Coach Morris: I guess there are actually two games in 2002 that really stand out to me. We had a really good football team that year that finished undefeated, went 15-0 and won the state championship. It was my fourth year as a head coach, I hadn't won a championship as a head coach. I'd been associated with a couple others as an assistant, but not as the head coach. As always, there are folks questioning whether or not you're going to win one, but in 2002 we went up to Danville - Danville has been a nemesis of ours. I think we were 0-6 or 0-7 against those guys at that time, I'm not exactly for sure, but we went up there and we beat those guys on their field. Then the next week we went to Louisville Old Cardinal Stadium and we beat Beechwood in the finals.

It was a big task and we had a great football team, and it was the first championship that I won. My dad had won four, and Coach Leahy had won two, but we hadn't won one in about four years or with me as a head coach. Those two games really stand just because it was my first championship and beating Danville, and it kind of put a stamp on things that, 'Hey, this guy can coach a little bit, here.'

BGP: A lot of teams adopt some sort of motto or a mission statement for the program, or even for the individual program year? Does your team have one right now? Do you have a different motto for yourself as a coach?

Coach Morris: Each team can kind of come up with their own motto. One that stands out was 'One team. One dream.' They'll kind of make up their own motto, but we as a team don't have one. But after every time that we break it down after practice, or after I talk to them or we get together, we break it on 'State Champs', because that's our main goal each and every year.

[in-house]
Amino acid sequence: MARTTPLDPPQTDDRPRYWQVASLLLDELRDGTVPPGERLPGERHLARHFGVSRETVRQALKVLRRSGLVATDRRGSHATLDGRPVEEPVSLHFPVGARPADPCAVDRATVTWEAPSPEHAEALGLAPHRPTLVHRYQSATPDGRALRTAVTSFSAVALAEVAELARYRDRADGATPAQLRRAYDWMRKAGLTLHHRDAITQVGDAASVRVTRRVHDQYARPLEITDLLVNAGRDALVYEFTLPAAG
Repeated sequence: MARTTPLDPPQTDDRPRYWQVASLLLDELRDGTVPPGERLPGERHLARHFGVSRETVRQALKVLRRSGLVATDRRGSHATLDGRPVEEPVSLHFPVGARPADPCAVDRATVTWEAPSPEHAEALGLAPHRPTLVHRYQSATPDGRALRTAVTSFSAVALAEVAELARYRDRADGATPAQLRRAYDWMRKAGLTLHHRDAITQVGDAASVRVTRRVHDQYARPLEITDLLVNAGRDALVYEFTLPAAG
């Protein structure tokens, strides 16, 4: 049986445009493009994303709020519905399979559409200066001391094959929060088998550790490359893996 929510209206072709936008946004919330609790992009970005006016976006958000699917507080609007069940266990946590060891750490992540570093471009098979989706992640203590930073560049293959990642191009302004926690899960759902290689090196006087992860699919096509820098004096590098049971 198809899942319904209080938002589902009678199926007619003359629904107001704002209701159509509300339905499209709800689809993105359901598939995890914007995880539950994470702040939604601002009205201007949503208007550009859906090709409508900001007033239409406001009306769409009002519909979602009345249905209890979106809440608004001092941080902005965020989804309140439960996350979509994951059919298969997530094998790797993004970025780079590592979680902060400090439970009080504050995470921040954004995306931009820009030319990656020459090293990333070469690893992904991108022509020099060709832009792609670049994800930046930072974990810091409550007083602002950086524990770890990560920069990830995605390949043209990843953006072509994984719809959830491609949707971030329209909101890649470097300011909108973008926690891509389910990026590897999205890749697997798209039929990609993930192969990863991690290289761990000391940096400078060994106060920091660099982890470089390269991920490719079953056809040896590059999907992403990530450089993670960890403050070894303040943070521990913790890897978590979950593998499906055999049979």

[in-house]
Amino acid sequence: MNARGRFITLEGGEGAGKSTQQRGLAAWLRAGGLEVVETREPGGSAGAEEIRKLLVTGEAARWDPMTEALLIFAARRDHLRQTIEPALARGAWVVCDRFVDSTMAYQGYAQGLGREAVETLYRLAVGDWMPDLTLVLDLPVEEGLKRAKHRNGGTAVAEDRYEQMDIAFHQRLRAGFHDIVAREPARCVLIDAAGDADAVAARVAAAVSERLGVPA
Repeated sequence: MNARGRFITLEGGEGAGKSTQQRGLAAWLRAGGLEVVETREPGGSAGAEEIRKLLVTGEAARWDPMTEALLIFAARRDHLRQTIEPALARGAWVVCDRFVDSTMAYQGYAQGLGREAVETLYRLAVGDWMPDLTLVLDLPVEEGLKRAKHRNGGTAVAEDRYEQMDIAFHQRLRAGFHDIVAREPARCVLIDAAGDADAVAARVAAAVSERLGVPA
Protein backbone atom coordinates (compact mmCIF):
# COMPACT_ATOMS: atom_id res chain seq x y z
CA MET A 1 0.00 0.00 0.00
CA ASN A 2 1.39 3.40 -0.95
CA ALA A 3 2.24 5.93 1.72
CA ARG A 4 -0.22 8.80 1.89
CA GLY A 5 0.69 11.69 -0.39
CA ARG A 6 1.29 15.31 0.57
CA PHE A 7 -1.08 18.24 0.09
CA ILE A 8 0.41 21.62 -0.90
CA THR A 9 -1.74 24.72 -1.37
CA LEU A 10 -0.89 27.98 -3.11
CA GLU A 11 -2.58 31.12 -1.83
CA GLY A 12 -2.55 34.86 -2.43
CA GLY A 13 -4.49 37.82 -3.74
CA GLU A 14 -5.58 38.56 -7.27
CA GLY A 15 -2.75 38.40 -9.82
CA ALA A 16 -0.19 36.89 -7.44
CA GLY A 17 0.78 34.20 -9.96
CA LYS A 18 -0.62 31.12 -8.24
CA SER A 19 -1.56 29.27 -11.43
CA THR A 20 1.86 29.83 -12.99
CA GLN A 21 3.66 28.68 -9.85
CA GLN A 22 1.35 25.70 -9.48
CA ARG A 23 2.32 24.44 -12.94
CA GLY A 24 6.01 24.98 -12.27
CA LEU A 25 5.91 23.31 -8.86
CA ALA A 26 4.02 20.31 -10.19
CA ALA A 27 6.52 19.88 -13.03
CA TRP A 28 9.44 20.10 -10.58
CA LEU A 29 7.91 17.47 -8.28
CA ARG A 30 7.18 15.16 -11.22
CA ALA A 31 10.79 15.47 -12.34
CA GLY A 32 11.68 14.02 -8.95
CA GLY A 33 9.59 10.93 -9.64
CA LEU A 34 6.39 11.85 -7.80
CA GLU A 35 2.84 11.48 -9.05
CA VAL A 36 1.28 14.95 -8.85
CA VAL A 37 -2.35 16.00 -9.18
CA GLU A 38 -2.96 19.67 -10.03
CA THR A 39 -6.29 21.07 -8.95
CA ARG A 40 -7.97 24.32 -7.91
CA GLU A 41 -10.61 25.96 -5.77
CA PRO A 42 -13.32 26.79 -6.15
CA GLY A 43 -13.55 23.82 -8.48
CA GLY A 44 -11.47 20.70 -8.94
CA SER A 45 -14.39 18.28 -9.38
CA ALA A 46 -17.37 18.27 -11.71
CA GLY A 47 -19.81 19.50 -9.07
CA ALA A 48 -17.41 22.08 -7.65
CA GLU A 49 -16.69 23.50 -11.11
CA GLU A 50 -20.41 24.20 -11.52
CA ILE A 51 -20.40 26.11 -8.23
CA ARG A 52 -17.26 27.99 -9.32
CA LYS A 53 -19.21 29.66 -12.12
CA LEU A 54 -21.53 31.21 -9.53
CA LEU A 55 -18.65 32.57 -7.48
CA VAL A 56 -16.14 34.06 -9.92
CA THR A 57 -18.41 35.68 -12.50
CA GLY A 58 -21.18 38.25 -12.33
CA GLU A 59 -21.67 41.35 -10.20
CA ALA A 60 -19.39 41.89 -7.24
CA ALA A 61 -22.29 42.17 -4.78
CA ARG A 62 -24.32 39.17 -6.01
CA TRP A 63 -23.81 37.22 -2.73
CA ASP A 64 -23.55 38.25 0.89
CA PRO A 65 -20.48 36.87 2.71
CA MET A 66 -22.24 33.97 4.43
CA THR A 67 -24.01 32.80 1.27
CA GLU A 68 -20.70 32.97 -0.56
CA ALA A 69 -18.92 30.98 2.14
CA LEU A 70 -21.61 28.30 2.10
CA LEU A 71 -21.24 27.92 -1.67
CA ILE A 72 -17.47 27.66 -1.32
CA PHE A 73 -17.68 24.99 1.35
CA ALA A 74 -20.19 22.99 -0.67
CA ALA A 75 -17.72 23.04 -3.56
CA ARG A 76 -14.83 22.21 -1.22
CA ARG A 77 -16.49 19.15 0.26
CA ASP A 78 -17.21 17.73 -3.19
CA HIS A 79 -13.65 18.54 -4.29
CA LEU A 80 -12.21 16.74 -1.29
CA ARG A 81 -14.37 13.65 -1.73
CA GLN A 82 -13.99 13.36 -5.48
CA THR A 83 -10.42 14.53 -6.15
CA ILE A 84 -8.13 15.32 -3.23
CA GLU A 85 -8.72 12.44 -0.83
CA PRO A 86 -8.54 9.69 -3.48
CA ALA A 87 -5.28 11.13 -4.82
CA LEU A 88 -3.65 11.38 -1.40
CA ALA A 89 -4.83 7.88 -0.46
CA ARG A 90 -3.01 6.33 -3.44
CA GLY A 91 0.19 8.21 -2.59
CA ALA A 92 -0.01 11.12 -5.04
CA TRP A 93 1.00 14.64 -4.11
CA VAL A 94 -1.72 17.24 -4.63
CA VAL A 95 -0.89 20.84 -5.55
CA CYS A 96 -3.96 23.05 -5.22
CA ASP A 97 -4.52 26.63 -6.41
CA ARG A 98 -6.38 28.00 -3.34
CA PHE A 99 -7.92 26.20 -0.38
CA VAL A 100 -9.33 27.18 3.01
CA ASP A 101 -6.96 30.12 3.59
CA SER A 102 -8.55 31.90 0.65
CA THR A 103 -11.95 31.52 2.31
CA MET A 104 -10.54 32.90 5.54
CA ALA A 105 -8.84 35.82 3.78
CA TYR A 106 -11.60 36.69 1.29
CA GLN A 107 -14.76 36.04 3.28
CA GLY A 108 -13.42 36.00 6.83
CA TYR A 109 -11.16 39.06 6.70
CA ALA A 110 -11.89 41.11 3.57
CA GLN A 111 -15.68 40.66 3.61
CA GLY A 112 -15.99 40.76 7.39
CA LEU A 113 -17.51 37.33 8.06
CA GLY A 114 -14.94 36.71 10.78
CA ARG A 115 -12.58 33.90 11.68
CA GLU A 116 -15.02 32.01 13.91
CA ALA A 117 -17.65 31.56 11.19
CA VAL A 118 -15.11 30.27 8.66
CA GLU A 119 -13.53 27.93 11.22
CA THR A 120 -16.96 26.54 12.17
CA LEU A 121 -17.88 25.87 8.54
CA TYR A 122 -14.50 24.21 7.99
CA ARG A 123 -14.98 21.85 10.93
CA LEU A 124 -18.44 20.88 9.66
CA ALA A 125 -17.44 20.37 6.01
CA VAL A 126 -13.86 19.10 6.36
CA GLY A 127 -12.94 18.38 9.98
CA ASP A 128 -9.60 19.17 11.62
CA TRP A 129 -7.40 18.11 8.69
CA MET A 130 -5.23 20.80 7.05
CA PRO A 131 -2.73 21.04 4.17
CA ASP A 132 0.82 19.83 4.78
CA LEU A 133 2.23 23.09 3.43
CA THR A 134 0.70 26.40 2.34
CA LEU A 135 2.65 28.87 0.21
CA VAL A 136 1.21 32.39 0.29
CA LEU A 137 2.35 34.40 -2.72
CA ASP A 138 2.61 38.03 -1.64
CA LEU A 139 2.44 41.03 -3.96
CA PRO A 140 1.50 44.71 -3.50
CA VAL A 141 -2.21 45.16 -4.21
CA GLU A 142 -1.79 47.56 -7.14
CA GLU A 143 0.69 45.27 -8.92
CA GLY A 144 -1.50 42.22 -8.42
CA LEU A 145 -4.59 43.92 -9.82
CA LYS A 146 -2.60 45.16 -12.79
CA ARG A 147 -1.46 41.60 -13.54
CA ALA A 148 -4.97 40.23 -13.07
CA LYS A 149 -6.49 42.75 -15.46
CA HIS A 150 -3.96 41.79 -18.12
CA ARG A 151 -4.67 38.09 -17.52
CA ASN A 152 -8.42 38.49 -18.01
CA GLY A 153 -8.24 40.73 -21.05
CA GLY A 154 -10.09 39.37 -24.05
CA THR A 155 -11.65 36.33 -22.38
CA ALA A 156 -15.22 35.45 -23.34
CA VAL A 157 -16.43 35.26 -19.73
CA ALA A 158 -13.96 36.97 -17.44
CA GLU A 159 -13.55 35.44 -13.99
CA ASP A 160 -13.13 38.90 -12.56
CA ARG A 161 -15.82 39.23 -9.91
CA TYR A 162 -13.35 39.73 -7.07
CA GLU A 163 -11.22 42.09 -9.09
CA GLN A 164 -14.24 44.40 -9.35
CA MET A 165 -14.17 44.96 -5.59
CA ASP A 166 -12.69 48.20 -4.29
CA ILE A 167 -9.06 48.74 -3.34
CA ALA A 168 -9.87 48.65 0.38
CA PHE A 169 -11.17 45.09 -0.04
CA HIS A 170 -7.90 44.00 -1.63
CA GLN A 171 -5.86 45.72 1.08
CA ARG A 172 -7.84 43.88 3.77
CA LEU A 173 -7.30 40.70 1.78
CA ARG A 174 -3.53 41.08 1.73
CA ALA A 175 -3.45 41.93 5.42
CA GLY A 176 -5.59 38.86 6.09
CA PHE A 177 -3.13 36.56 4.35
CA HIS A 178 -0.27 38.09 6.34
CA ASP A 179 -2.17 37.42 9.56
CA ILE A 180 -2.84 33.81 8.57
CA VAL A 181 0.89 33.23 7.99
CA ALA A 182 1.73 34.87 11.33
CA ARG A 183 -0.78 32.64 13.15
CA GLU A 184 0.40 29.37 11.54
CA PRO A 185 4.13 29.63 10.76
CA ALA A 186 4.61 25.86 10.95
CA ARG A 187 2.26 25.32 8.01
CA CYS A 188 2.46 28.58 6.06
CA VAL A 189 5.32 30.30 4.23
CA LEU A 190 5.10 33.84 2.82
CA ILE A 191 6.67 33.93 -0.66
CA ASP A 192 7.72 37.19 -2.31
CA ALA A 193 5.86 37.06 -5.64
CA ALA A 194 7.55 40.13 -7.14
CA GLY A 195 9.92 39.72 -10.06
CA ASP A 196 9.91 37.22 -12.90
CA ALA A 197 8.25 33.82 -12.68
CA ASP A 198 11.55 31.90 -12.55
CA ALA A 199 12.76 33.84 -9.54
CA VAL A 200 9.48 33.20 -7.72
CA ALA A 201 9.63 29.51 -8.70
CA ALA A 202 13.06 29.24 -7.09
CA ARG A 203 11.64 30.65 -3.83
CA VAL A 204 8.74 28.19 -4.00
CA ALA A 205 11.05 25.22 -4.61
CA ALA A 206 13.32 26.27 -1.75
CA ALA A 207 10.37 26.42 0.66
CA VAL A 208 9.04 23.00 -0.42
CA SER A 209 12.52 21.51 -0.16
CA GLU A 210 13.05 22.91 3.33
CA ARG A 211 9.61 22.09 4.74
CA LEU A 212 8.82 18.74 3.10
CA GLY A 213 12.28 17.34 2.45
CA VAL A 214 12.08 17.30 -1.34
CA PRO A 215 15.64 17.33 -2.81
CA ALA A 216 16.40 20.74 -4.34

BGP: If I were to ask your players - past or present - if there's one thing they hear you say the most, what do you think it would be?

Coach Morris: I guess the biggest thing they always hear me harp on is "put the ball away" with my running backs and receivers. I always say that when you're making $7 million to play football, you can hold the ball out there like that and let that coach take care of you, but if you're going to play here, you're going to put the ball away. Kids will hear me scream across the field, "Put the ball away!" I don't like fumbles.

BGP: It seems like it's about impossible to have a conversation about "small school football" in Kentucky without Mayfield and Beechwood coming up in the discussion. You guys manage to play bigger schools and contend with them and often times beat them. What is it that you feel that you can get out of your players to allow your team to really show up for big games against big schools like those?